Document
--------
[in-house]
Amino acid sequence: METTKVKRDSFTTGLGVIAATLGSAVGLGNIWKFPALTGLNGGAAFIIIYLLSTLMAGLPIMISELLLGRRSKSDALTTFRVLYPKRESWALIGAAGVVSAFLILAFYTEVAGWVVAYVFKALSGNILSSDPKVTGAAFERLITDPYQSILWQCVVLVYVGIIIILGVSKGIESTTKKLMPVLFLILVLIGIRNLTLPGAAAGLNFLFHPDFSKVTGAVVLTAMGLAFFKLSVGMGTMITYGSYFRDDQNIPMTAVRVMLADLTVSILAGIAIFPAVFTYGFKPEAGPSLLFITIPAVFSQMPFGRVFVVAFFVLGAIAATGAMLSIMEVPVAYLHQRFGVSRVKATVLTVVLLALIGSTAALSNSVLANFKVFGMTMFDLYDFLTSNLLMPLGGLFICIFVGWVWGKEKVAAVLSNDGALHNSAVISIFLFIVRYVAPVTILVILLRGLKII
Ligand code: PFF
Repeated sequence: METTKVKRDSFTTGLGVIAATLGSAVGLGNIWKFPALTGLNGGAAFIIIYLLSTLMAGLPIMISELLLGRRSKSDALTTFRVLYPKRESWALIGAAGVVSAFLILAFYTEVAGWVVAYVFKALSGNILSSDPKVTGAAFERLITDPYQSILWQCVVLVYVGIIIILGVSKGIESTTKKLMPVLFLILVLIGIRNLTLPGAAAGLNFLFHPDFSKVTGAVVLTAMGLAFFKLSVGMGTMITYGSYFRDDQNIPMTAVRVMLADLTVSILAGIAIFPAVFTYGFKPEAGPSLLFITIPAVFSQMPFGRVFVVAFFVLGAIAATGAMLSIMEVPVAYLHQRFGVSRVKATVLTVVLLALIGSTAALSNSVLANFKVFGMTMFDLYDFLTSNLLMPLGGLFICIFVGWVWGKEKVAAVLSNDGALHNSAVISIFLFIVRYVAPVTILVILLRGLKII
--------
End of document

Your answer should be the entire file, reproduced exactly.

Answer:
[in-house]
Amino acid sequence: METTKVKRDSFTTGLGVIAATLGSAVGLGNIWKFPALTGLNGGAAFIIIYLLSTLMAGLPIMISELLLGRRSKSDALTTFRVLYPKRESWALIGAAGVVSAFLILAFYTEVAGWVVAYVFKALSGNILSSDPKVTGAAFERLITDPYQSILWQCVVLVYVGIIIILGVSKGIESTTKKLMPVLFLILVLIGIRNLTLPGAAAGLNFLFHPDFSKVTGAVVLTAMGLAFFKLSVGMGTMITYGSYFRDDQNIPMTAVRVMLADLTVSILAGIAIFPAVFTYGFKPEAGPSLLFITIPAVFSQMPFGRVFVVAFFVLGAIAATGAMLSIMEVPVAYLHQRFGVSRVKATVLTVVLLALIGSTAALSNSVLANFKVFGMTMFDLYDFLTSNLLMPLGGLFICIFVGWVWGKEKVAAVLSNDGALHNSAVISIFLFIVRYVAPVTILVILLRGLKII
Ligand code: PFF
Repeated sequence: METTKVKRDSFTTGLGVIAATLGSAVGLGNIWKFPALTGLNGGAAFIIIYLLSTLMAGLPIMISELLLGRRSKSDALTTFRVLYPKRESWALIGAAGVVSAFLILAFYTEVAGWVVAYVFKALSGNILSSDPKVTGAAFERLITDPYQSILWQCVVLVYVGIIIILGVSKGIESTTKKLMPVLFLILVLIGIRNLTLPGAAAGLNFLFHPDFSKVTGAVVLTAMGLAFFKLSVGMGTMITYGSYFRDDQNIPMTAVRVMLADLTVSILAGIAIFPAVFTYGFKPEAGPSLLFITIPAVFSQMPFGRVFVVAFFVLGAIAATGAMLSIMEVPVAYLHQRFGVSRVKATVLTVVLLALIGSTAALSNSVLANFKVFGMTMFDLYDFLTSNLLMPLGGLFICIFVGWVWGKEKVAAVLSNDGALHNSAVISIFLFIVRYVAPVTILVILLRGLKII